Treatment of intestinal infection

Compliance with the correct drinking regimen and compliance with the rules of feeding will ensure a reduction in the duration of the disease and in most cases will allow treatment at home, comfortable and familiar conditions. Drug therapy is prescribed only after a doctor’s examination, taking into account the existing additional symptoms and their severity. Adsorbents and membrane protectors, antiemetics, probiotics or prebiotics, antibacterial or intestinal antiseptics may be added to the treatment.

When should I see a doctor?

The following are symptoms that should prompt medical attention:

  • blood in stool;
  • refusal to drink for several hours or uncontrollable vomiting;
  • decreased number of urination, dry diapers for children;
  • frequent multiple copious stools;
  • abdominal pain;
  • behavioral changes, including marked drowsiness, slower reactions to external stimuli, fever that is not well reduced after taking antipyretic drugs.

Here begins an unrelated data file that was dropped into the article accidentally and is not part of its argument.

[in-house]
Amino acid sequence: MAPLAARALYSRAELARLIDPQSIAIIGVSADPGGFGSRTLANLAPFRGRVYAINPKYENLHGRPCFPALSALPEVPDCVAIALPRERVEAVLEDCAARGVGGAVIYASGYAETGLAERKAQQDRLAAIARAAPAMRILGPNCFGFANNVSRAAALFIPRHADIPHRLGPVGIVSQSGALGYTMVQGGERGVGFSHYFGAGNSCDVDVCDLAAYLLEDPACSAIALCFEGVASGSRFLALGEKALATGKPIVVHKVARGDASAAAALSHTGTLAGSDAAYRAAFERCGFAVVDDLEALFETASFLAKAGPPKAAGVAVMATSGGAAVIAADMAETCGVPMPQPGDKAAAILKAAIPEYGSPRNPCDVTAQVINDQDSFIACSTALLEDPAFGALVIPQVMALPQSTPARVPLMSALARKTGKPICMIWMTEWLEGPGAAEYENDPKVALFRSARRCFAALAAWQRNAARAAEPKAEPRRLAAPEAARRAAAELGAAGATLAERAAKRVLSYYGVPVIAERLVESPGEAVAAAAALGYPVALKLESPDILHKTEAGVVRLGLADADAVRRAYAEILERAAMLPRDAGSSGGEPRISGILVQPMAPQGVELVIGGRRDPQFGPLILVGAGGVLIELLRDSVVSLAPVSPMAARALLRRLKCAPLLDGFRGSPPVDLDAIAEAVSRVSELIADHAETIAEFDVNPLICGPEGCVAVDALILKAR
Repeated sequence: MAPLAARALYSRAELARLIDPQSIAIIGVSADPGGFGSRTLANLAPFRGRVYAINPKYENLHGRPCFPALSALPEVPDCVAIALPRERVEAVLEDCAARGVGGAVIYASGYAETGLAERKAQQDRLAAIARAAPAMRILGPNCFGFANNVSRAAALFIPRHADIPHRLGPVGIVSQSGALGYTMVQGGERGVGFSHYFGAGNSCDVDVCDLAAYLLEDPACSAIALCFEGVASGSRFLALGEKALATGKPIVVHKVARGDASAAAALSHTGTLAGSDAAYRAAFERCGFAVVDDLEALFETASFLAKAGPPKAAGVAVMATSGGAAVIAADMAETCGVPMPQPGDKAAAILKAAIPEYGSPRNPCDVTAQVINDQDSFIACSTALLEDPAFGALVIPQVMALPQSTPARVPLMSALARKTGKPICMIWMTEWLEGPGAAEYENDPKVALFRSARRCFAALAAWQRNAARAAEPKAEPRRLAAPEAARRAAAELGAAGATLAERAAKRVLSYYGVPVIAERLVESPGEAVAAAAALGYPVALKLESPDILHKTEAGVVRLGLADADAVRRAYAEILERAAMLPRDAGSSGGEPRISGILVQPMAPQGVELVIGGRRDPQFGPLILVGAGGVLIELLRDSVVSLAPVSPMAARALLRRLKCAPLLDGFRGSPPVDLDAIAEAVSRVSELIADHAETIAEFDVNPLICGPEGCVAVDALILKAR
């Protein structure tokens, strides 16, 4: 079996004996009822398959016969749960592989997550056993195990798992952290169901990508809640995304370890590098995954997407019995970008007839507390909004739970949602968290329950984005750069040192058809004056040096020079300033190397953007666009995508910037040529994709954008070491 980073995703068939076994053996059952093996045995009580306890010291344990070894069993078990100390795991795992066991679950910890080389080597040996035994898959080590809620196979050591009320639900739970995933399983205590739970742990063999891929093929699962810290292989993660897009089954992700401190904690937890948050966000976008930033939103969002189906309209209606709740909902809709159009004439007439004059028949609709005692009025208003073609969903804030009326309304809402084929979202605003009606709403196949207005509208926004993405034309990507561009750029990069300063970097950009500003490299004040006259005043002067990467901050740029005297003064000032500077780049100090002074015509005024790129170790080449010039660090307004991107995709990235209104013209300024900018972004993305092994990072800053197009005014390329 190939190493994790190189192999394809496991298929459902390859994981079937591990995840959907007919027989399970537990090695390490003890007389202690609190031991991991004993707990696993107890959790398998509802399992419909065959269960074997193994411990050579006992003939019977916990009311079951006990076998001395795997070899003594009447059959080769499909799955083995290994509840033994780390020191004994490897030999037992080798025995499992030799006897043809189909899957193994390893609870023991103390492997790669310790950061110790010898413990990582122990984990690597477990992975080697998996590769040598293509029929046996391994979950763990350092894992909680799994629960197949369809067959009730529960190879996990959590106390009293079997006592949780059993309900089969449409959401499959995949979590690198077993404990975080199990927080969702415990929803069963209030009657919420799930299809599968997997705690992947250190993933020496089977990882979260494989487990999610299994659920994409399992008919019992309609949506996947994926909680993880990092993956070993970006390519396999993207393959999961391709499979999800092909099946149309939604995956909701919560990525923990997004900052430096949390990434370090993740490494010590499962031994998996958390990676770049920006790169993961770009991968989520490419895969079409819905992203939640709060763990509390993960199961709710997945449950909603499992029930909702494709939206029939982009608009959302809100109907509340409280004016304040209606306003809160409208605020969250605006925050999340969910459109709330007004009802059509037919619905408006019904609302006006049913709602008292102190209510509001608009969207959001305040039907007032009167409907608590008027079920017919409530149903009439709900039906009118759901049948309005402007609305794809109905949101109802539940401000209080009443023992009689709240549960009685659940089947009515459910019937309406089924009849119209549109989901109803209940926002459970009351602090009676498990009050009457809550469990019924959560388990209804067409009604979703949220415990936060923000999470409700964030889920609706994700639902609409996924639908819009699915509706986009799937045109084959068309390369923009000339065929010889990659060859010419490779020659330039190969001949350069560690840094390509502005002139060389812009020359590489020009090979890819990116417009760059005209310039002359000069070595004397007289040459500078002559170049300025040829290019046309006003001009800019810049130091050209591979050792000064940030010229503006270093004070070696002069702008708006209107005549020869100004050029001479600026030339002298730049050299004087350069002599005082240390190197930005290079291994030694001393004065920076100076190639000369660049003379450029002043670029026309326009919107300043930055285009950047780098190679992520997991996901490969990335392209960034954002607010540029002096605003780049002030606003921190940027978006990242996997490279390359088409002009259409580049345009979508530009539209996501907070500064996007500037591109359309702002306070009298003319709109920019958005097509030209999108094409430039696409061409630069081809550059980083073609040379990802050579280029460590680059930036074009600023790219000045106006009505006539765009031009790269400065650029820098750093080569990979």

Prevention of intestinal infections in adults and children

The first and basic rule for the prevention of intestinal infections is personal hygiene. It is necessary to control the quality of the products used for cooking, thoroughly washing vegetables / fruits, eggs. Do not eat products from dubious markets and “home” production. It is necessary to control the communication of the child with pets. Timely vaccination plays a significant role in the prevention of intestinal infections. Thus, the rotavirus vaccine is becoming routine in preventing the disease. There are also vaccines that are used according to vital and epidemiological indications for the most dangerous infections in the intestines: dysentery, typhoid fever, cholera.

Headache and vomiting: causes and treatment

Headache and vomiting are symptoms that can occur with various diseases. Find out what causes these symptoms and how to manage them properly. Read our article and learn more about headaches and vomiting.